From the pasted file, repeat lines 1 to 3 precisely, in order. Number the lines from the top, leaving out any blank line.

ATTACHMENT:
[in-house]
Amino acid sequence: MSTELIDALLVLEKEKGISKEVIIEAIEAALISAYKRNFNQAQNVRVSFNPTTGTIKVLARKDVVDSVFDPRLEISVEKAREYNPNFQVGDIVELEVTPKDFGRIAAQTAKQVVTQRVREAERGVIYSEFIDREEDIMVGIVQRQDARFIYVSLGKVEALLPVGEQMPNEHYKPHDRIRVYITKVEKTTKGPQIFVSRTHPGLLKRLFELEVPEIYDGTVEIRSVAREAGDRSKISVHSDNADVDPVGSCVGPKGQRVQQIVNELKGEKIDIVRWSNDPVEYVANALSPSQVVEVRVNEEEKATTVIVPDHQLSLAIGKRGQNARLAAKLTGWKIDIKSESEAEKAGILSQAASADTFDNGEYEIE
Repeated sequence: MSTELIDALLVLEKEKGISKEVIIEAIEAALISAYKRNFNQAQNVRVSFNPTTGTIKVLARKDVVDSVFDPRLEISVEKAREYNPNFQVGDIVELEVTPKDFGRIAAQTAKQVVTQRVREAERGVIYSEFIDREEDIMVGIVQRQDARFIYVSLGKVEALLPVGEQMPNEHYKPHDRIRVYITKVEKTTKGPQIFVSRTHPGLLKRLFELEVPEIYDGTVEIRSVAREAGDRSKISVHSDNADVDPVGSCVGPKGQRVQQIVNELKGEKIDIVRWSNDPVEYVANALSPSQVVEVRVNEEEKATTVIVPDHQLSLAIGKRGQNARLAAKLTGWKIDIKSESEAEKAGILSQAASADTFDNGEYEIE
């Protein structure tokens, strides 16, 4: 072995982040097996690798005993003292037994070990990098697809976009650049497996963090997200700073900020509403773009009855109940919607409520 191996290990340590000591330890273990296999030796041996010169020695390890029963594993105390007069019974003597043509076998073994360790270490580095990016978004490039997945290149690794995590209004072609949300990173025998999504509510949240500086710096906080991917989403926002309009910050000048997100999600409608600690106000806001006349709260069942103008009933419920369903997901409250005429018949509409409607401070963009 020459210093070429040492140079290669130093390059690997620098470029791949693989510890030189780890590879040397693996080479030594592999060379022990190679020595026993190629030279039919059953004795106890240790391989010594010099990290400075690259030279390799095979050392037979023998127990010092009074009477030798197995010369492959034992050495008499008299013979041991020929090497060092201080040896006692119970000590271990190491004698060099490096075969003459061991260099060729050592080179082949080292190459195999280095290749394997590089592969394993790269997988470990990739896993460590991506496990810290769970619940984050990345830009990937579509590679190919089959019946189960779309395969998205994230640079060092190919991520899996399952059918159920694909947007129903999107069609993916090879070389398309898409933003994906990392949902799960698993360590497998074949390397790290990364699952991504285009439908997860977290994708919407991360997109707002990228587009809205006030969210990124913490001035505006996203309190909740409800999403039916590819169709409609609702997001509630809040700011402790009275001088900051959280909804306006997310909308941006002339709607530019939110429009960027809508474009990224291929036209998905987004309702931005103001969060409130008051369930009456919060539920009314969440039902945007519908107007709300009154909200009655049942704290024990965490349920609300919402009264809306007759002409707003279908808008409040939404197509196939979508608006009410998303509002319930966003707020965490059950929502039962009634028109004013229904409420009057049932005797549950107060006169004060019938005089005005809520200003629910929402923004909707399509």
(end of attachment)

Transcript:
[in-house]
Amino acid sequence: MSTELIDALLVLEKEKGISKEVIIEAIEAALISAYKRNFNQAQNVRVSFNPTTGTIKVLARKDVVDSVFDPRLEISVEKAREYNPNFQVGDIVELEVTPKDFGRIAAQTAKQVVTQRVREAERGVIYSEFIDREEDIMVGIVQRQDARFIYVSLGKVEALLPVGEQMPNEHYKPHDRIRVYITKVEKTTKGPQIFVSRTHPGLLKRLFELEVPEIYDGTVEIRSVAREAGDRSKISVHSDNADVDPVGSCVGPKGQRVQQIVNELKGEKIDIVRWSNDPVEYVANALSPSQVVEVRVNEEEKATTVIVPDHQLSLAIGKRGQNARLAAKLTGWKIDIKSESEAEKAGILSQAASADTFDNGEYEIE
Repeated sequence: MSTELIDALLVLEKEKGISKEVIIEAIEAALISAYKRNFNQAQNVRVSFNPTTGTIKVLARKDVVDSVFDPRLEISVEKAREYNPNFQVGDIVELEVTPKDFGRIAAQTAKQVVTQRVREAERGVIYSEFIDREEDIMVGIVQRQDARFIYVSLGKVEALLPVGEQMPNEHYKPHDRIRVYITKVEKTTKGPQIFVSRTHPGLLKRLFELEVPEIYDGTVEIRSVAREAGDRSKISVHSDNADVDPVGSCVGPKGQRVQQIVNELKGEKIDIVRWSNDPVEYVANALSPSQVVEVRVNEEEKATTVIVPDHQLSLAIGKRGQNARLAAKLTGWKIDIKSESEAEKAGILSQAASADTFDNGEYEIE